Donald Trump’s evangelical adviser is courting Christian voters with a new theory: God “raised up” the Republican nominee to win the presidential election. In fact, former Minnesota Congressman and former Tea Party darling Michele Bachmann is pulling out all the stops, including citing scripture to get the American heartland onboard the Trump train.
“This is one thing I know from the Book of Daniel: the bottom line of the Book of Daniel is this: it teaches us that the most high God lifts up who He will and takes down who he will," Bachmann told The Brody File in an interview conducted on Friday, adding:
I actually supported Ted Cruz. I thought he was fabulous but I also see that at the end of the day God raised up, I believe Donald Trump who was going to be the nominee in this election. I don’t think God sits things out. He’s a sovereign God. Donald Trump became our nominee.
Despite Trump’s struggles in the polls, Bachmann suggested that God’s apparent ordination means that the real estate mogul “could win in a General Election.”
"I think it’s very likely that in the day that we live in, that Donald Trump is the only individual who could win in a General Election of the seventeen who ran,” she said. “Maybe I’m wrong, I don’t know but I do know that the Bible is true and that Daniel teaches the most high God which is one of God’s names is the one who lifts up who he will and takes down who He will..."
While declarations of divine intervention have floated through American political discourse since the founding fathers first stepped foot into Philadelphia's Independence Hall to reify the dream of a “city upon a hill,” Bachmann’s quasi-sermon seems out of place, if not uncomfortably ironic, given her candidate’s religious illiteracy and soft-pedaling on Christian conservative social issues.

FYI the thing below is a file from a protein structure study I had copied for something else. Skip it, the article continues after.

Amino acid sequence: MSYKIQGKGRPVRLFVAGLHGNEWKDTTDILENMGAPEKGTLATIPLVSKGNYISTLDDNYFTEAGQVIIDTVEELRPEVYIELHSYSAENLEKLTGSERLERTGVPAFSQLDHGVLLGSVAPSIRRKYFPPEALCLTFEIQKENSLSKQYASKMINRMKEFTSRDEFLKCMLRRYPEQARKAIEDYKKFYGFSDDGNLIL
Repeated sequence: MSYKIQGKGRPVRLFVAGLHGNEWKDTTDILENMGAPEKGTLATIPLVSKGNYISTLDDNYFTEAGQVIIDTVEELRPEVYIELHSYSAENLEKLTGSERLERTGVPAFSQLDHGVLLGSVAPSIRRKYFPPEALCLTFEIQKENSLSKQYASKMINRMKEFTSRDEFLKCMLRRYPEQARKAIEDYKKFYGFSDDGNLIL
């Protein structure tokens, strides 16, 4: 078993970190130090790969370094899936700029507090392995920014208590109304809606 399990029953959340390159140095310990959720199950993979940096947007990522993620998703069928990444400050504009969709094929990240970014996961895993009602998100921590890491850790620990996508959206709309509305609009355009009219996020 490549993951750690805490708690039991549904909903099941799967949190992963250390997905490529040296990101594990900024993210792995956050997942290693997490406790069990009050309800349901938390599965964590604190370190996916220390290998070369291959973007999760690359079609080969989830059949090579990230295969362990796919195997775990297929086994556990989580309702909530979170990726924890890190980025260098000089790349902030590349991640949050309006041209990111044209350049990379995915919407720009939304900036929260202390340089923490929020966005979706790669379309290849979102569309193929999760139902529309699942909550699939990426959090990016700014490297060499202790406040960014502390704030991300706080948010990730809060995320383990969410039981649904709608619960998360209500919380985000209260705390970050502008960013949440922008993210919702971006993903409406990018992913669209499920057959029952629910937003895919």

Indeed, Trump’s resounding support from evangelicals during the primaries shocked many lifelong political observers who argued that the Manhattan billionaire would likely confuse Mary Magdalene with the Virgin Mary. Trump didn’t just defeat his ostensibly more devout GOP primary challengers, but he managed to secure endorsements from the country’s most influential evangelical leaders, including Liberty University’s Jerry Falwell Jr.
But Bachmann’s plea for the evangelical may not push the needle in the general election all that much. The fact is, Trump will need more than the evangelical vote to defeat Hillary Clinton. He’ll need to expand the tent, and galvanize independents, voters outside of the Republican Party’s core base.
So far, he hasn’t given any indication he can do that.